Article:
World’s top toymaker leaving China, may move to India, Vietnam


The trade war is changing the landscape of toyland, with Hasbro Inc. accelerating plans to shift away from China in favor of new plants in Vietnam and India.

Hasbro is the latest company changing its strategy amid heightened tensions between the U.S. and China. (Bloomberg photo by Tiffany Hagler-Geard)

The world’s largest publicly traded toymaker, which has licenses for popular franchises such as “Frozen” and the “Avengers,” said U.S. goods produced in China could drop to about 50% by the end of 2020, from just under two-thirds currently.

“We’re increasingly spreading our footprint and adding new geographies for production globally,” Chief Executive Officer Brian Goldner said on a conference call to discuss second-quarter earnings. “So we feel very good about where we’re going.”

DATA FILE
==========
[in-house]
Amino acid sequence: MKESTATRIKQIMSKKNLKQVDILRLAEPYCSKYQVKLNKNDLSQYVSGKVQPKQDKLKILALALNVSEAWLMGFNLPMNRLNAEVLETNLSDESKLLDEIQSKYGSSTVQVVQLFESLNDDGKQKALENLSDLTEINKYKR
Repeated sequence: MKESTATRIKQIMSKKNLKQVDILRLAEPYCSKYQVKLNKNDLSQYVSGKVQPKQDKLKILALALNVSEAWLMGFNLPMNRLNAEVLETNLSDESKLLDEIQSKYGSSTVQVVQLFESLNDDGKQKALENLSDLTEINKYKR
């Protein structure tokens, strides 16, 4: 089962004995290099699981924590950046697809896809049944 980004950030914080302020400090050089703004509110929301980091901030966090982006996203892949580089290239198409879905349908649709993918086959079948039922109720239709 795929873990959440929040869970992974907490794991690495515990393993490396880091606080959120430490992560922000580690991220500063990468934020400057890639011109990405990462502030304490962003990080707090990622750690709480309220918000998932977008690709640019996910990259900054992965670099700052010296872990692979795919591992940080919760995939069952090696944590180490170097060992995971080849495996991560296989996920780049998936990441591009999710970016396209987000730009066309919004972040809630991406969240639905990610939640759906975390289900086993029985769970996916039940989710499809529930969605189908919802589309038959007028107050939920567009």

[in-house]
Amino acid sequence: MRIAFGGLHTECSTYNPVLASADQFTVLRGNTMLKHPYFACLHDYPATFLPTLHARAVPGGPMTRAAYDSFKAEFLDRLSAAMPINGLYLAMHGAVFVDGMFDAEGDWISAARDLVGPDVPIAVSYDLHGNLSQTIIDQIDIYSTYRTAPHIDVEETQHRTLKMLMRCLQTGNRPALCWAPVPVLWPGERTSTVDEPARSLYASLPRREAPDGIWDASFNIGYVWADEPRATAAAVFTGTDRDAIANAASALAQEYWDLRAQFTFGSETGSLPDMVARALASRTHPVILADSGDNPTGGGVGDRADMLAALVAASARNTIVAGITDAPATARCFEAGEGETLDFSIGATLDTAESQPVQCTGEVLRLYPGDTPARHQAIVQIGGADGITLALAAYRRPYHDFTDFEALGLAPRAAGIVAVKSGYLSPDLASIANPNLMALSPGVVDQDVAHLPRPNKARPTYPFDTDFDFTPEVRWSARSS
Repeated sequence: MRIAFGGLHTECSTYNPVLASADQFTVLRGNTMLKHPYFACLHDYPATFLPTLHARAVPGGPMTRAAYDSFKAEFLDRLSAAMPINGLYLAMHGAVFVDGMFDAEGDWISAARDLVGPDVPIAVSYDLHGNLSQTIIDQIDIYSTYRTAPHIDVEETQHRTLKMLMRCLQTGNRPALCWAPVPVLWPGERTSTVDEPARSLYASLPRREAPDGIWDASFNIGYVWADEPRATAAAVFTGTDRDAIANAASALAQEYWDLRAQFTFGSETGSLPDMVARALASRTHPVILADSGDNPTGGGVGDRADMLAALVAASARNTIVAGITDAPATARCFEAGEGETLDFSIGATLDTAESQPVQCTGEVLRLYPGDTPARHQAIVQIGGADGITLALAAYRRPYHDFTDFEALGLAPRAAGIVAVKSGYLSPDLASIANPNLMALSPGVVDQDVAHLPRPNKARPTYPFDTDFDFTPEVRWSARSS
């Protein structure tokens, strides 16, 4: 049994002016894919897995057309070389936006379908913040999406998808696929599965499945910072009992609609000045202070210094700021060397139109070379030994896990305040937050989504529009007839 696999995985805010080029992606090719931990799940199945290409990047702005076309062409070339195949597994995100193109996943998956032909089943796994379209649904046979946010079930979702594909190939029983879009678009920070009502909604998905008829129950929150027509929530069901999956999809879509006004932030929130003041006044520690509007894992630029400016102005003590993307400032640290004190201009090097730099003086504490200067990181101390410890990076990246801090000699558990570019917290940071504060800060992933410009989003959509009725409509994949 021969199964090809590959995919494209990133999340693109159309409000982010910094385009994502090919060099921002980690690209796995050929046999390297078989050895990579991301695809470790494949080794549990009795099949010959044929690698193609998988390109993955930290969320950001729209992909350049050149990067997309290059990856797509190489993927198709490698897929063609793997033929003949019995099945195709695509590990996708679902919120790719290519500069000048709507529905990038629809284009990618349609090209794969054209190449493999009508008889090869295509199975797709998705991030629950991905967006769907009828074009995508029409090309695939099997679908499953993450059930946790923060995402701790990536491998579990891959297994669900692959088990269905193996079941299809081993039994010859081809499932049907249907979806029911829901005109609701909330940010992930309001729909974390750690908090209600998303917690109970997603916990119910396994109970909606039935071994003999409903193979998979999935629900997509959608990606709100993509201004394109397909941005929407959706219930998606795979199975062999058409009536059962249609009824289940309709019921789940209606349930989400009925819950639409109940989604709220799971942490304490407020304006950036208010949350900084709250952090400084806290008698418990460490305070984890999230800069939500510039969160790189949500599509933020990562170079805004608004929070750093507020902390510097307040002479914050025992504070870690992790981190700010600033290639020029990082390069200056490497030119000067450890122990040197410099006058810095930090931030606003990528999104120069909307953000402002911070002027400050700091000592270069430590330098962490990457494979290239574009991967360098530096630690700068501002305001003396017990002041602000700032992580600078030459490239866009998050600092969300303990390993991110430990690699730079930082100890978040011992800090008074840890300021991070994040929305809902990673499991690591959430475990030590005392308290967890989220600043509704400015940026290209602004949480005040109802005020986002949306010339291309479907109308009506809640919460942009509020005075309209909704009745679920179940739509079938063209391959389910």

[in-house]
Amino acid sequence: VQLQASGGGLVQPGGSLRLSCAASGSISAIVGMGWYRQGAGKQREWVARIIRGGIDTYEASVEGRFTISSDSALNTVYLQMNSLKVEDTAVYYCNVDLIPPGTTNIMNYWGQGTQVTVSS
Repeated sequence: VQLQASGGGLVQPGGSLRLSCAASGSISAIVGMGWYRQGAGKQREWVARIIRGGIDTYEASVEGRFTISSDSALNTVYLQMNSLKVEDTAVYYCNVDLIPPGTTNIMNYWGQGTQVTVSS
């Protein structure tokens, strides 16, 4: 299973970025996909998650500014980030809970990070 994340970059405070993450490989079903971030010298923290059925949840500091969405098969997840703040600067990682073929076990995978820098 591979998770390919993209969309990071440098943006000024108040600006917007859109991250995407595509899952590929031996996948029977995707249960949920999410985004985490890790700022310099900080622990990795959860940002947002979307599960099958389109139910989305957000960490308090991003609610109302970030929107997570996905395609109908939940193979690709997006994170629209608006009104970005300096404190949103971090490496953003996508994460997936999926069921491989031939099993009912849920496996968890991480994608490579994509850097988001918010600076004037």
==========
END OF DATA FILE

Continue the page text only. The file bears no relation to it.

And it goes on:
Hasbro is the latest company changing its strategy amid heightened tensions between the U.S. and China. There are growing signs that the global supply chain, long reliant on China as the factory for the world, is being permanently transformed. Some multinationals including Intel Corp. are reviewing their production plans, while others are already speeding diversification to spread risk as widely as possible.

Goldner said China continues to be a high-quality, low-cost place to make toys, and “it will continue to be part of our global network in a major way,” according to the transcript of the call. Nonetheless, Hasbro said it’s already seen disruption because of trade worries.

Chief Financial Officer Deborah Thomas said some retailers briefly paused direct import orders from manufacturing locations during the second quarter as they watched the trade situation. Last year, 35% of Hasbro’s U.S. and Canada revenue was delivered through such direct imports. It expects the percentage to decline this year, forcing Hasbro to take on more imports itself.

If tariffs were to come into play, Hasbro would expect an impact in the fourth quarter, Thomas said.

“We’ve done the work and are prepared to address tariffs if they happen, but continue to believe they would be very disruptive to our business and consumers in the near term,” she said on the call.



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